Gathering the Courage to Dig Deeper – 3 Lessons I Learned


“Let us not pray to be sheltered from dangers, but to be fearless when facing them.”  – Rabindranath Tagore


As a teacher and counselor in my former church, I was regularly helping others and giving advice to people who needed to talk or discuss their issues.  Since being a giver has always been a part of my behavioral DNA, it was easy to do, so it seldomly felt like work.  However over the years, this personality trait of mine became like a double-edged sword.  On the one hand it allowed me to support others authentically, consistently and fully,  but on the other it equally allowed me pay less attention to my own needs at times.  Well perhaps the word avoid is a better description. 

There is nothing like helping someone in need get through something hard.  After all, it is simple human kindness right?  I would tend to agree with this until that particular disposition begins to hinder our own ability to deal with ourselves.  For some (including me once upon a time), the pursuit and sincere desire to help others can become a way to escape from confronting our own stuff.  So much so that it becomes easier to stay busy rather than take the time to self-reflect, pray and meditate.  Just a few essentials to living a peaceful and balanced life. 

Avoidance is not usually a stance we take to become remiss of our own personal issues.  It is usually a deeper thing occurring in us that drives this attitude.  For some it is the fear of what we may discover when we actually take the time to find out, while for others it is just simply too hard to peel the layers back.  Not only do I identify with this, but I lived it for many years.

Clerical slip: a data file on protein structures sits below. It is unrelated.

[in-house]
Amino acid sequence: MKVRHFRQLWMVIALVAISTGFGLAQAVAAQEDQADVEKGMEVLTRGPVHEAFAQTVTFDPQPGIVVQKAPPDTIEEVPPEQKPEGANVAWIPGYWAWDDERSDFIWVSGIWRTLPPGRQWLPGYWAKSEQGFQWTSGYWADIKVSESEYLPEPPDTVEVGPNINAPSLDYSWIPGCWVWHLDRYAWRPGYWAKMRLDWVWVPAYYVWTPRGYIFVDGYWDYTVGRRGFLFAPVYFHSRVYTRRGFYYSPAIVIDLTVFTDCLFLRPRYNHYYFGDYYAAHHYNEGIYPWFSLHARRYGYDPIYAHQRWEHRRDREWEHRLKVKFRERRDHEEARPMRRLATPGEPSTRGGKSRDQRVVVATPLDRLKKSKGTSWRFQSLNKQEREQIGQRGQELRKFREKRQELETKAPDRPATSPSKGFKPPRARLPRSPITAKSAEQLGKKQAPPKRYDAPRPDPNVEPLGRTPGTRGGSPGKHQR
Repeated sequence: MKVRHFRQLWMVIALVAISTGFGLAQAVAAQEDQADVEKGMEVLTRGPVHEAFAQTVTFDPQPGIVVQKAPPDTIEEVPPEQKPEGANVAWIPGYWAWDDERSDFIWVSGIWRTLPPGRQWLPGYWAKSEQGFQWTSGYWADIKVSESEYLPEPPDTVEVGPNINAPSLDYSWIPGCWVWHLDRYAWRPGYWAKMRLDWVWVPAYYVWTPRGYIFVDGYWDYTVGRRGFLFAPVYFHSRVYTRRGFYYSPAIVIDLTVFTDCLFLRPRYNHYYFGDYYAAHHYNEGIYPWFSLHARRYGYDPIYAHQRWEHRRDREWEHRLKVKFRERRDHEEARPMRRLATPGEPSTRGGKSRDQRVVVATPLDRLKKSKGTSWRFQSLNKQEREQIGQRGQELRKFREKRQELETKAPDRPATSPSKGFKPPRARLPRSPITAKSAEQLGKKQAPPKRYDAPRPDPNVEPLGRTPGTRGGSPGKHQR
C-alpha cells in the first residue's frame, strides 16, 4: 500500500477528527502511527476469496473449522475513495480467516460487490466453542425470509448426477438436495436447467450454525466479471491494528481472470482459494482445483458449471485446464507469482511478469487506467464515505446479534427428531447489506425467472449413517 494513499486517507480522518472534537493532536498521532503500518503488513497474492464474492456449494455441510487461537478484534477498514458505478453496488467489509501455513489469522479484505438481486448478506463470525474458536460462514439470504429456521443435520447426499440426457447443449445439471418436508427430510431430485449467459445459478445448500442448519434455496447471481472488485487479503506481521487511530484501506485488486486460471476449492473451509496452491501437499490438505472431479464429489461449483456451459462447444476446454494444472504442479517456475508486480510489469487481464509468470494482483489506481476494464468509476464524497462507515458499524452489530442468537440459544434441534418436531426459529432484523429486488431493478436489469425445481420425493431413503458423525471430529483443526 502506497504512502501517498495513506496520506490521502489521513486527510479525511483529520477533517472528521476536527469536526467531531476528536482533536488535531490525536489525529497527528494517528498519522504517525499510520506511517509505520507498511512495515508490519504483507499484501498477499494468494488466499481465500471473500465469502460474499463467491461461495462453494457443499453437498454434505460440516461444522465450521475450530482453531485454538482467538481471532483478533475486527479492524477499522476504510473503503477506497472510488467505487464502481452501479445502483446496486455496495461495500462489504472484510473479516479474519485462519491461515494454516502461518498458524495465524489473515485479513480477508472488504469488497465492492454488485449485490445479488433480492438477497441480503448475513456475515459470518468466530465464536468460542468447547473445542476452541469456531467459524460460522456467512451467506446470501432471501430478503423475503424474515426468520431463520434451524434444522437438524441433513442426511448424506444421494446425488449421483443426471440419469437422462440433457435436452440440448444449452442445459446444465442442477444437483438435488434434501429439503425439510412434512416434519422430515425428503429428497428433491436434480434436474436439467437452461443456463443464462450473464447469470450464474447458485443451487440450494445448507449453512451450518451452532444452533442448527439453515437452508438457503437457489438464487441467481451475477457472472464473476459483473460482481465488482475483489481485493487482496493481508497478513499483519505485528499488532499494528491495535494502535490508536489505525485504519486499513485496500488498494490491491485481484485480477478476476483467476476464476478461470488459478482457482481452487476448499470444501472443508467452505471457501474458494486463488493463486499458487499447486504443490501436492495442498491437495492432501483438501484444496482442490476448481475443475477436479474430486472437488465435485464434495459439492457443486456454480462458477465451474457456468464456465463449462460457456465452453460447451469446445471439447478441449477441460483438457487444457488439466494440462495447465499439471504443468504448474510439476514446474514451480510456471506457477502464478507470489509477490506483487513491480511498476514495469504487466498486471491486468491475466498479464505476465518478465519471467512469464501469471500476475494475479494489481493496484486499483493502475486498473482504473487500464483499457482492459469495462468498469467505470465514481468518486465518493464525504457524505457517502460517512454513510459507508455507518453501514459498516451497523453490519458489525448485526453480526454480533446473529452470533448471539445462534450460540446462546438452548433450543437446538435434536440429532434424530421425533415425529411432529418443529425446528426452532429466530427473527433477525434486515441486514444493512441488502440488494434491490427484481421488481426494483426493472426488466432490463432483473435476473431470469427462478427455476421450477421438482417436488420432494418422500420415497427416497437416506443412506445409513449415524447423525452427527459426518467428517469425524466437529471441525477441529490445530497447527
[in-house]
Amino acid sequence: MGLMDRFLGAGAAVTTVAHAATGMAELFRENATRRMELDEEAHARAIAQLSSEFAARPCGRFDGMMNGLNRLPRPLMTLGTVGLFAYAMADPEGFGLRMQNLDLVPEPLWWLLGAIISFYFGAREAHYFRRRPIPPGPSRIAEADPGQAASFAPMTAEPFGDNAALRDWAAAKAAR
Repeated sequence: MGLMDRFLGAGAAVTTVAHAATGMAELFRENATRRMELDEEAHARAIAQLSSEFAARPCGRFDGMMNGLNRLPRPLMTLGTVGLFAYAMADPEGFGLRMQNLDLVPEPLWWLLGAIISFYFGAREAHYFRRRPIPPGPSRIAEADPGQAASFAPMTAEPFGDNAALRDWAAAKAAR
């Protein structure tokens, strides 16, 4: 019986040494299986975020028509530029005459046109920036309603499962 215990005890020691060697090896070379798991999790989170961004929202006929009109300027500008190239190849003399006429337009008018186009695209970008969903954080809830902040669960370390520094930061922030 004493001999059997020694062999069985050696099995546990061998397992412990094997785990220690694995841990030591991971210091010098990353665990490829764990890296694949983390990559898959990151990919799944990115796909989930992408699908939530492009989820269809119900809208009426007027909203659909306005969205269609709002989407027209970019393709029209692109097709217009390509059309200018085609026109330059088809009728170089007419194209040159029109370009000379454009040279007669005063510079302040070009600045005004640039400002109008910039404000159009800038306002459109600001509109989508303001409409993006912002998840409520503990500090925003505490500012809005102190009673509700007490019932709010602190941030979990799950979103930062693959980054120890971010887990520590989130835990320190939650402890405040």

I mean who really wants to confess, I am weak, I am afraid, or I do not think I can do this particular thing to anyone, including admitting it to ourselves?  In most cases this requires a type of humility that has yet to transcend into our everyday lives.  Primarily because we are still living in the shadows of who we are versus who we claim to be, but as we keep living at some point we will reach a breaking point.  The point where the fear and exposure of who we are or what we have done no longer matters.   There is a scripture that says in James 5:16 – “Confess your faults to one another and pray for each other so that you may be healed.

As a principle from this scripture I would deduce that healing of any kind requires a form of confession, authentic openness and a sincere desire to fill the breaches that hinder our ability to walk true, whole and free in life.  I believe the catalyst to confession must be courage, because even with the desire to become whole, one must still step up or step out of something that has had power over them, while simultaneously mustering the willingness to admit their lack of power over a thing.  

I will confess (no pun intended) this can be a very scary place, especially for those of us that have not yet become comfortable with admitting our stuff to others, let alone ourselves.  It is as much empowering as it can cause us to feel powerless all at the same time, hence why having courage is so critical.  It will be easier to bail out or revert to old habits that foster separation or outright abandonment to the entire idea, so in addition to courage here are a three things I found helpful to remain on course.